I'm not sure whether the answer to being bored and alienated would have been Gifted Camp, though. (I hadn't even heard of it till you told me). Perhaps a better idea is an educational system that is flexible enough to teach children who have different kinds of ability at different ages (rather than catering only for the seven-year-old with the reading ability of a seven-year-old). And in general, I think Irish society needs a more holistic idea of what childhood achievement might be, one that's not bound up with hoop-jumping in arenas like the maths olympics and the feis ceoil. As amphoteric says, yes, encouraging the love of learning for learning's sake, and relating it to creative interaction with the world around us.

Heh, that makes me sound like a radical hippy educationalist, and I'm not - you know I'm quite traditional. But still, yes. My own education is so long ago, though, and I know no-one in full-time school education, so I'm never sure if I'm talking shite about the matter. As you remarked in our conversation about the support for the intellectually impaired that is now available, things have changed a lot since the early nineties.
stellanova
Mar. 15th, 2006 09:45 am (UTC)
how on earth is "giftedness' equated with reading level? Any measure of "giftedness" that isn't holistic in some way strikes me as suspect and class-ridden from the beginning. In a non-literate household, for example, would advanced reading age be noticed? I'm not attacking you or your parents, I hope you know - just the Gifted Camp itself.

Heh, I'm don't really know how you got the impression that giftedness was equated with reading level - I never said it was (it wasn't), I just used that as an signifier of infant brightness that becomes meaningless when you grow up. I think I must have given a very inaccurate idea of the AOT, because they actually did have a relatively well-rounded approach to what constituted giftedness - as well as the particularly noticable kids, like the ones who were studying maths at college when they were twelve. It was also less class-ridden than the average ballet or drama class, as there were a few kids from very working class backgrounds who had been refered to the association by teachers.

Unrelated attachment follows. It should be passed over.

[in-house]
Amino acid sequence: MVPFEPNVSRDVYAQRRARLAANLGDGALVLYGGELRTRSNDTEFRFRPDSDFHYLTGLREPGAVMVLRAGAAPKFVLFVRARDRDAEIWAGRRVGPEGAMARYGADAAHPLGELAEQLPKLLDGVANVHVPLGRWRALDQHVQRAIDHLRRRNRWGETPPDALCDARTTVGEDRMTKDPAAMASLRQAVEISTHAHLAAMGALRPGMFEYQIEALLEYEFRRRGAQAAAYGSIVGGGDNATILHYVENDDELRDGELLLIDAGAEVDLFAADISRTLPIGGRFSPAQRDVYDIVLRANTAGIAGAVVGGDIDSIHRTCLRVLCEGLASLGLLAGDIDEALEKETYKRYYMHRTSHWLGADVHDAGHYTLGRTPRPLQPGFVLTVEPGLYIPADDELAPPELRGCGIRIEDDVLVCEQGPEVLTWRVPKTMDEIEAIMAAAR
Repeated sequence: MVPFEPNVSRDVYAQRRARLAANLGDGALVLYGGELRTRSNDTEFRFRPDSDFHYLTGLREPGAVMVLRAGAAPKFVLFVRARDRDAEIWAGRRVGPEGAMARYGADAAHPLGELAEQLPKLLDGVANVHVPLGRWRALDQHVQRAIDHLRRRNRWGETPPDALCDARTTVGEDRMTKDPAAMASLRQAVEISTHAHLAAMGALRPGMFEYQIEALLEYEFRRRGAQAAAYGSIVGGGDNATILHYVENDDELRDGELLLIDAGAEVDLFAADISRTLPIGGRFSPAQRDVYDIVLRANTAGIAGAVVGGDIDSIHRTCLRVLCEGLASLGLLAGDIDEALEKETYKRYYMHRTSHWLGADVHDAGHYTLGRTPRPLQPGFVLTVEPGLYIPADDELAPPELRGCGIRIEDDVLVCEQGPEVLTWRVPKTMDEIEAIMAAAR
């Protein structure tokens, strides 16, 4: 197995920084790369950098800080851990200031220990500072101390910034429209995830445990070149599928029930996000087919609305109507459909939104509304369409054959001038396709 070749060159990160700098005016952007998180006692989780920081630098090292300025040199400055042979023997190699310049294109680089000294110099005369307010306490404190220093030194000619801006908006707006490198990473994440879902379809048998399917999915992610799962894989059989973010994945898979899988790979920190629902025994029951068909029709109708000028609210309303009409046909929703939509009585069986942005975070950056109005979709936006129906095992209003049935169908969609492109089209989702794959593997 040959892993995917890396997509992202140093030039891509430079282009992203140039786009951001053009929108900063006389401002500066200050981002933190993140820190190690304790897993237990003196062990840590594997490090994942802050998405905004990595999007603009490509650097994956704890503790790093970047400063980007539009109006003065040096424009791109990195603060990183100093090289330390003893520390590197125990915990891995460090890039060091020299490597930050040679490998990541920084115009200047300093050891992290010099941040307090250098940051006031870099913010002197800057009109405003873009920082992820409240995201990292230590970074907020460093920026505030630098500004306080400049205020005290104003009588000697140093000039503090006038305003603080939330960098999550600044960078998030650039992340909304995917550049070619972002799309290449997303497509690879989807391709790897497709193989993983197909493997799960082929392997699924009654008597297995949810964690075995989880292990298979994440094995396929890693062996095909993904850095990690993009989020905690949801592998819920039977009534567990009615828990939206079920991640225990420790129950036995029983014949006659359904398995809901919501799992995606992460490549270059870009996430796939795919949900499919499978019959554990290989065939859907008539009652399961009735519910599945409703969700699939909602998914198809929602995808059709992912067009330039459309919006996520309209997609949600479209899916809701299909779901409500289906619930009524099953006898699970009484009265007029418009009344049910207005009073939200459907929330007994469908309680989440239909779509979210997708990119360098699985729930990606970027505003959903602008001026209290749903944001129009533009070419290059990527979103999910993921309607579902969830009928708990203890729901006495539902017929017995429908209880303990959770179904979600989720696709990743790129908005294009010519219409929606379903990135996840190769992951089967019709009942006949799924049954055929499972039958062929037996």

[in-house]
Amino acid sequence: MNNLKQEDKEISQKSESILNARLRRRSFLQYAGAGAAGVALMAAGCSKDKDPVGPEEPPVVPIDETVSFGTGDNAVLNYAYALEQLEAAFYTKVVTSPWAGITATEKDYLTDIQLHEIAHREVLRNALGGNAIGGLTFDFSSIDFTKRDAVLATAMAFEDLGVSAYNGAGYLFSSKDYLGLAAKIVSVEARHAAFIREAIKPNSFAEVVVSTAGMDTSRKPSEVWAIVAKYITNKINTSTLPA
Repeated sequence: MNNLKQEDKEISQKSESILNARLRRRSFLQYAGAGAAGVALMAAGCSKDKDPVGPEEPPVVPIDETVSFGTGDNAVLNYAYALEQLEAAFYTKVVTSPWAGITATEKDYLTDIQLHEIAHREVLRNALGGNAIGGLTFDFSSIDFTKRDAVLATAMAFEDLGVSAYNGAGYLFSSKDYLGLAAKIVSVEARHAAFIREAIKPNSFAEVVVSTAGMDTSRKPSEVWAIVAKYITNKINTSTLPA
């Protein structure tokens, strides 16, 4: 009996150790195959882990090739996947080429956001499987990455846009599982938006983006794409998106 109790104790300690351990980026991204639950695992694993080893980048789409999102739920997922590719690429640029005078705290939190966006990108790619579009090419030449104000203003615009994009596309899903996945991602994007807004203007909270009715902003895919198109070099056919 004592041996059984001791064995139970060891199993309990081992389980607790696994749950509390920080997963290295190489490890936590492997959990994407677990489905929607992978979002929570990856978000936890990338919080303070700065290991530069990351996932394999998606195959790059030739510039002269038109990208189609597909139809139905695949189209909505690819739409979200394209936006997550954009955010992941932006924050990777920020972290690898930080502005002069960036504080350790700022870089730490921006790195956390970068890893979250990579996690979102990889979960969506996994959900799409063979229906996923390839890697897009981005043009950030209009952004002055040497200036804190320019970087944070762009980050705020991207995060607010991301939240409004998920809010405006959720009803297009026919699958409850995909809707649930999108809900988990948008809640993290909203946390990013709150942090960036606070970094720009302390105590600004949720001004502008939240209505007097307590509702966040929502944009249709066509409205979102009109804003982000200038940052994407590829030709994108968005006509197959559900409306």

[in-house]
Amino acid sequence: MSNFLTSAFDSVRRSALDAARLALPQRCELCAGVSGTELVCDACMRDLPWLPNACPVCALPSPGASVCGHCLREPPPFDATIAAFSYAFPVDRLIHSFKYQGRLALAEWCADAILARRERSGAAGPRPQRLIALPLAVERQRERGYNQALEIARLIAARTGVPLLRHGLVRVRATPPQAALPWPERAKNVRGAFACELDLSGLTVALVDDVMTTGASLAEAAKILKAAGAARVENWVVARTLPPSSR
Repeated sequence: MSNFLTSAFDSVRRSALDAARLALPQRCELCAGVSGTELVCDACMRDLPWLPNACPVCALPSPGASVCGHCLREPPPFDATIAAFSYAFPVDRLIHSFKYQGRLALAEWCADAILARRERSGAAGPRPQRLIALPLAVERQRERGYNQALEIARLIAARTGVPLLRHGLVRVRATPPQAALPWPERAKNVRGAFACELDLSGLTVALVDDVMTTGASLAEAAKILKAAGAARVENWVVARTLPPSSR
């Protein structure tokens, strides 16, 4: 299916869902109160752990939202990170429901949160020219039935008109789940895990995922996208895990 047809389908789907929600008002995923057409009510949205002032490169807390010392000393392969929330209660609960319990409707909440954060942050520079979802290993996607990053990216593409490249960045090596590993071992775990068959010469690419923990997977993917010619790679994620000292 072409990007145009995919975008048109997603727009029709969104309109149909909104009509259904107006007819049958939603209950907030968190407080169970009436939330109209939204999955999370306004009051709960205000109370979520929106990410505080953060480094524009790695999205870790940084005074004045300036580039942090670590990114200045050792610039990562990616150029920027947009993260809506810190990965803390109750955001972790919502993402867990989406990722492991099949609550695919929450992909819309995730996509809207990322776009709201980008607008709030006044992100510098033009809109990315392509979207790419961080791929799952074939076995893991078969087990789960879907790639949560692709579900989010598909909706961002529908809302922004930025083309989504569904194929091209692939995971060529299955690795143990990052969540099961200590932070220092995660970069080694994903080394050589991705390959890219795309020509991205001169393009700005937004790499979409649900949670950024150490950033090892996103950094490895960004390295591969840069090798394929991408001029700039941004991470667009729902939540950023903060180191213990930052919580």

Also, it wasn't just a camp - the place I linked to didn't exist when we were kids (well, my sisters and I were part of the research!) - and while there was an annual summer holiday there was also the much loved North-South Weekend every Easter (designed to bring kids from Northern Ireland and the south together) and there were weekly Explorer Clubs which involved lots of different activities. There were also the weekly advanced maths and computer classes held in St Pat's in Drumcondra, also attended by the youthful barsine and my friend J! So it wasn't like there was just this freaky little oasis in the summer and the rest of the time you were left to your own devices. It allowed some people to make the only friends they had, whom they saw regularly. I was never bullied nor felt enormously alienated, but there were kids there who really were.

I think your parents' approach was very sensible but to be honest it wasn't that different from that of the AOT - the implication was that you might be good at and interested in lots of things, and here was the opportunity to do more and meet kids who liked the same thing. It was certainly never implied that this made you a better person than anyone else, and in fact any kid using the word "gifted" seriously would have elicited laughter from her peers - the title of this post comes from an incident in a North South weekend where a bunch of us were hanging out in a common room of St Pat's, where the weekend was being held, and a student came in and asked what we were doing there. And one kid stood up and said, in a very stately voice, "we are GIFTED CHILDREN!" before being silenced by the rest of us, in fits of horrified laughter (I think someone sat on him). There were definitely parents who thought their kids were little geniuses, and they were very annoying, but in general the approach was rather like that of your parents - being bright was just something you were good at, like dancing, and these were your dancing lessons.

I think you're very right about the prize winning approach, whether points or feis trophies, which dominates Irish education and which I don't think is healthy. You're also right about having a more flexible education system, although alas I can't think of how one could be implemented. One thing about the AOT, though, it wasn't focussed on being the best or winning prizes - at the end of the summer holiday there was a prize giving ceremony, but the point of it was that every single kid got a medal, usually for something random or funny that they had done over the past week or two. I remember one year my medal was for drawing complicated Heath-Robinson style funny machines!
stellanova